Not so long ago, humans had no access to mirrors, portraits or photographs; all we had to know ourselves well were the positive bonds and social feedback gained from living closely with each other. As human beings, we have evolved to rely on these strong social bonds, and we simply cannot survive in good emotional shape or health without establishing a connection to others.
Accordingly, throughout human history, people have continued to exchange their stories and histories, and provide healing, touch and a supportive presence for one another. More than any medicine which simply treats an emerging symptom, a deep human connection is actually a preventive health factor, of vital importance to maintaining positive personal wellbeing, and has been linked to emotional resilience, lower rates of preventable disease and improved longevity. In places where people have strong feelings of community, they also have better feelings of identity, self-worth and occupational contentment.
Social psychological research has long-proven the importance of community engagement for our wellbeing and productivity. In human societies which emphasise and value engaging in community from a young age, with shared care and responsibility, people have better mental and emotional wellbeing. In “blue zones” in Europe for example, where people reach 100 years in good health at far higher rates, there may well be some fortunate genetics afoot, but other commonly observed aspects of life remain very consistent across these areas. These factors include a slower life pace, lower interpersonal stress and personal psychological trauma, and better access to a wider number of trusted community carers during development.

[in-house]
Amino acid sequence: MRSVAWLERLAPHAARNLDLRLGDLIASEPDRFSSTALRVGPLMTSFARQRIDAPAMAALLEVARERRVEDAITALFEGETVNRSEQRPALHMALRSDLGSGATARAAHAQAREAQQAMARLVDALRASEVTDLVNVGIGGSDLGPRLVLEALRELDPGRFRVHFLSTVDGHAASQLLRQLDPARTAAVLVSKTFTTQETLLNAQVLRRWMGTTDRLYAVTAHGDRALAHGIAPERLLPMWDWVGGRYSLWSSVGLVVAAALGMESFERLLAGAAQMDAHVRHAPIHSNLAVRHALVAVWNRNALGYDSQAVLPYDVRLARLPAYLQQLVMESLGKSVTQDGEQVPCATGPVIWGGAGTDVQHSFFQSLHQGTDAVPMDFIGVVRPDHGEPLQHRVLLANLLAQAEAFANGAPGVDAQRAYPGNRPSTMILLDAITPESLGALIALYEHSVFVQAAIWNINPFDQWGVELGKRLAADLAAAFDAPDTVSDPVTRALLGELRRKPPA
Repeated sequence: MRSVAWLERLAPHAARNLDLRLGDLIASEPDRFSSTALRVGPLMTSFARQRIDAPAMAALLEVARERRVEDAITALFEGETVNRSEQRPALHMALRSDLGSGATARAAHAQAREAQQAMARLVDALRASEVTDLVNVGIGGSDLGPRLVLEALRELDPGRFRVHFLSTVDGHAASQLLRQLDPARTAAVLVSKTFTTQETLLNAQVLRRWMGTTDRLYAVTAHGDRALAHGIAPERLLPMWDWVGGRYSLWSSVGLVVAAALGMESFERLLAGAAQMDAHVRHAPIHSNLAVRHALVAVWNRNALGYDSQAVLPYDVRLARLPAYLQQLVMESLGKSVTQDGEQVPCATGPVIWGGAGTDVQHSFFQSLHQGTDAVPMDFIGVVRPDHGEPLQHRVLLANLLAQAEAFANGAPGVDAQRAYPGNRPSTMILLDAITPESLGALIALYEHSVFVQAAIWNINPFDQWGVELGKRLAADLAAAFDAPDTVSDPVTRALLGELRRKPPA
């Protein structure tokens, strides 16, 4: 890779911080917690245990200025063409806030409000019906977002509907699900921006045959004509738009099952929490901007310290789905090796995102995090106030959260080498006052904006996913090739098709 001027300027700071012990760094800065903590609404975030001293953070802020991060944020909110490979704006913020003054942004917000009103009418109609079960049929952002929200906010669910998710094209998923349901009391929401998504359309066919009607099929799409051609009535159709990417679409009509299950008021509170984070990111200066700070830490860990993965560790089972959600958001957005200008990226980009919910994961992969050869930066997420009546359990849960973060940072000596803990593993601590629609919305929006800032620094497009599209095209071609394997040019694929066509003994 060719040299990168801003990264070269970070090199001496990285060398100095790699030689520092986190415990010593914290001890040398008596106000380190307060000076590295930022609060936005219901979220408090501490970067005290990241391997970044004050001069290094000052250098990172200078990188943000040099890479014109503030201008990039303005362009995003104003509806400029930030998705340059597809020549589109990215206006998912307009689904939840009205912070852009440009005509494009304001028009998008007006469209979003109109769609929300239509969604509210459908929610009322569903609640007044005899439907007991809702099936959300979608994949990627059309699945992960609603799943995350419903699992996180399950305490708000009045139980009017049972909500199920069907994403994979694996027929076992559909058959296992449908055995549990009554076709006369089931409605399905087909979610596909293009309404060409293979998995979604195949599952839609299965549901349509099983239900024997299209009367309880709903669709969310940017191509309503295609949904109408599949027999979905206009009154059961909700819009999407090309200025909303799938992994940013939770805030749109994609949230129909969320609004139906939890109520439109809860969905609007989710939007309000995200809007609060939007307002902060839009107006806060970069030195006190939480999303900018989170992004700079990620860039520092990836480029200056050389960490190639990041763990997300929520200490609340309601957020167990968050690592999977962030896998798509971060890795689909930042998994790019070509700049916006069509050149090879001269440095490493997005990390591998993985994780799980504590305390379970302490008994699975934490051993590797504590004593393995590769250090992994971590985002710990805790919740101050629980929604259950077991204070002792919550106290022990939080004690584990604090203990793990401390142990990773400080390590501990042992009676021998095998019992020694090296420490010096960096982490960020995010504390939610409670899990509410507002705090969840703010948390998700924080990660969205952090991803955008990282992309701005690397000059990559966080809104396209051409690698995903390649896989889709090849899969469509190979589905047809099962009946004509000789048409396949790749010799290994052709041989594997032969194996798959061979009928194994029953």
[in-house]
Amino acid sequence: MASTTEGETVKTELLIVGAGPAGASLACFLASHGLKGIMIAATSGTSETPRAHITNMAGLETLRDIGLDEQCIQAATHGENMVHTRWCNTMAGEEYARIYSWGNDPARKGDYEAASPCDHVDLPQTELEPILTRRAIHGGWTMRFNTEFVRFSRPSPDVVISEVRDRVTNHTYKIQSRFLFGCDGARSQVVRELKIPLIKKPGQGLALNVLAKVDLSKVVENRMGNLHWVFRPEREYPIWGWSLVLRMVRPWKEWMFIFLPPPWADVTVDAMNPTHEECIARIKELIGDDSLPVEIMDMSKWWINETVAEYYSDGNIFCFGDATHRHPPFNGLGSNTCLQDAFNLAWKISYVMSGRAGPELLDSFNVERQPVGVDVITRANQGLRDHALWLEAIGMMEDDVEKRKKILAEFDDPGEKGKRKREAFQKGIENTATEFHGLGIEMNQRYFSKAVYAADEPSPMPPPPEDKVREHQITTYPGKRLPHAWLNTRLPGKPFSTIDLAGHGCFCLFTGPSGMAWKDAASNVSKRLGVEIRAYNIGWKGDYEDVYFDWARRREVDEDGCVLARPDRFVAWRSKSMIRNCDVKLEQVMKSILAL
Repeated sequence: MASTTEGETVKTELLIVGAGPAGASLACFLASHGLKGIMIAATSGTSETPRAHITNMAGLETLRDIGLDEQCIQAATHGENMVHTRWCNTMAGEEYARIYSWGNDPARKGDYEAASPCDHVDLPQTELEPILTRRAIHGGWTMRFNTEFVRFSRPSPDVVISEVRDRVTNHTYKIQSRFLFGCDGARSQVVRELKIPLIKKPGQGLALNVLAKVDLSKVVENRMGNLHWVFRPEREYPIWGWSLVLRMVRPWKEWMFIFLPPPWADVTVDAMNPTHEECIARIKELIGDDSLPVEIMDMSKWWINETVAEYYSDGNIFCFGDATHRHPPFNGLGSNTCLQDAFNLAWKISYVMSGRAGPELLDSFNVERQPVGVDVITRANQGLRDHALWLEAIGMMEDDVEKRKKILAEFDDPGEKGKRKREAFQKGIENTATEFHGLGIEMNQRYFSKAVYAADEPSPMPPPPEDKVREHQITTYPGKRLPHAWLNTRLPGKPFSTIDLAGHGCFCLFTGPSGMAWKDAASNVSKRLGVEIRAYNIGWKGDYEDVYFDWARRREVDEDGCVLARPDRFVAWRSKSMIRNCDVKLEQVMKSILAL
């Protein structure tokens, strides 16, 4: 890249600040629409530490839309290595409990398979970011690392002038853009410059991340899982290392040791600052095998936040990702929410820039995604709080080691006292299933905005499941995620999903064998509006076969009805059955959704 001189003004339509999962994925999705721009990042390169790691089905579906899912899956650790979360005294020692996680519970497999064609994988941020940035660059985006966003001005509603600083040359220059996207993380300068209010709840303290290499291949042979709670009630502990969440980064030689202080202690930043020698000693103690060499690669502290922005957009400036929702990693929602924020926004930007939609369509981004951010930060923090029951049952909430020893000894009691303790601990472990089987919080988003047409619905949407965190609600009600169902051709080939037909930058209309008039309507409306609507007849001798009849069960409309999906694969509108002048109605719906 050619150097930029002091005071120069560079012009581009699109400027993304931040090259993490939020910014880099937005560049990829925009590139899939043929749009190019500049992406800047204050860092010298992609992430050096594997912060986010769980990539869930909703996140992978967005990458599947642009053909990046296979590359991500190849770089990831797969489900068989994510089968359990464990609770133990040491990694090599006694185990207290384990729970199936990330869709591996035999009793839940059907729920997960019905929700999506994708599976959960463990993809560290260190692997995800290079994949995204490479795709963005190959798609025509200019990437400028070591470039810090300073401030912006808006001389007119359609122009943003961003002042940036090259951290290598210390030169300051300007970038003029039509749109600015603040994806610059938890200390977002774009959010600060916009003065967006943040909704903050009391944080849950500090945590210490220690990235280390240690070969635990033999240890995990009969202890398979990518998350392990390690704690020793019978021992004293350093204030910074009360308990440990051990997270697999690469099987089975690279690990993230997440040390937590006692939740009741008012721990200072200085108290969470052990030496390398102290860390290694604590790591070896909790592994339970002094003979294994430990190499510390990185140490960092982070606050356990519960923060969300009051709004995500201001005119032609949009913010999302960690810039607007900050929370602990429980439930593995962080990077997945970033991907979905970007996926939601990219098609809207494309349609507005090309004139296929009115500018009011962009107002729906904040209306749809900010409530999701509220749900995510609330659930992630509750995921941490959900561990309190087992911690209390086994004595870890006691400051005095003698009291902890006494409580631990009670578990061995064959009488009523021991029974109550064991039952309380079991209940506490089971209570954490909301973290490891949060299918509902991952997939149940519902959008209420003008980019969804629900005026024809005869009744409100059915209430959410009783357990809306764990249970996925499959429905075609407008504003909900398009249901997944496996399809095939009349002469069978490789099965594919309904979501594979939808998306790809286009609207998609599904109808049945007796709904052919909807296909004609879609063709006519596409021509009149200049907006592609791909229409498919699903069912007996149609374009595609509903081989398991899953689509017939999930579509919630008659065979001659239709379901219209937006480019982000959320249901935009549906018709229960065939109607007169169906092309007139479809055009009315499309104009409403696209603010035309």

Community connection, then, is a cornerstone of our wellbeing and a fundamental part of the Wellselves rationale.
Our life history did not begin in a singular generation. We acknowledge all relevant links between present feelings of psychological trauma and distress, and past human psycho-social traumatisation. We try to better connect people with personal and family life stories where we can, and help communities move past their ‘normalised’ intergenerational distress.
Our strategies for helping clients overcome patterns of past psychological stress and trauma are informed by the very latest research. We continue to be interested in and informed by adult neuropsychological and neurodevelopmental modelling and research, and investigations into bio-psycho-social stress impacts and healing modalities. For example, this might help inform us about the role of cortisol in influencing over-stimulated neurological pathways in PTSD, depression and adrenal fatigue. Or some of its proposed links to pain syndromes, immuno-supressed and hyper-immunity related illnesses, or various muscular and connective tissue difficulties. Children’s pervasive issues such as ASD or ADHD can also sometimes be better understood by learning more about neuro-developmental pathway formation, the role of mirror neurons in the development of human empathy and the science behind attachment and bonding-related hormonal changes.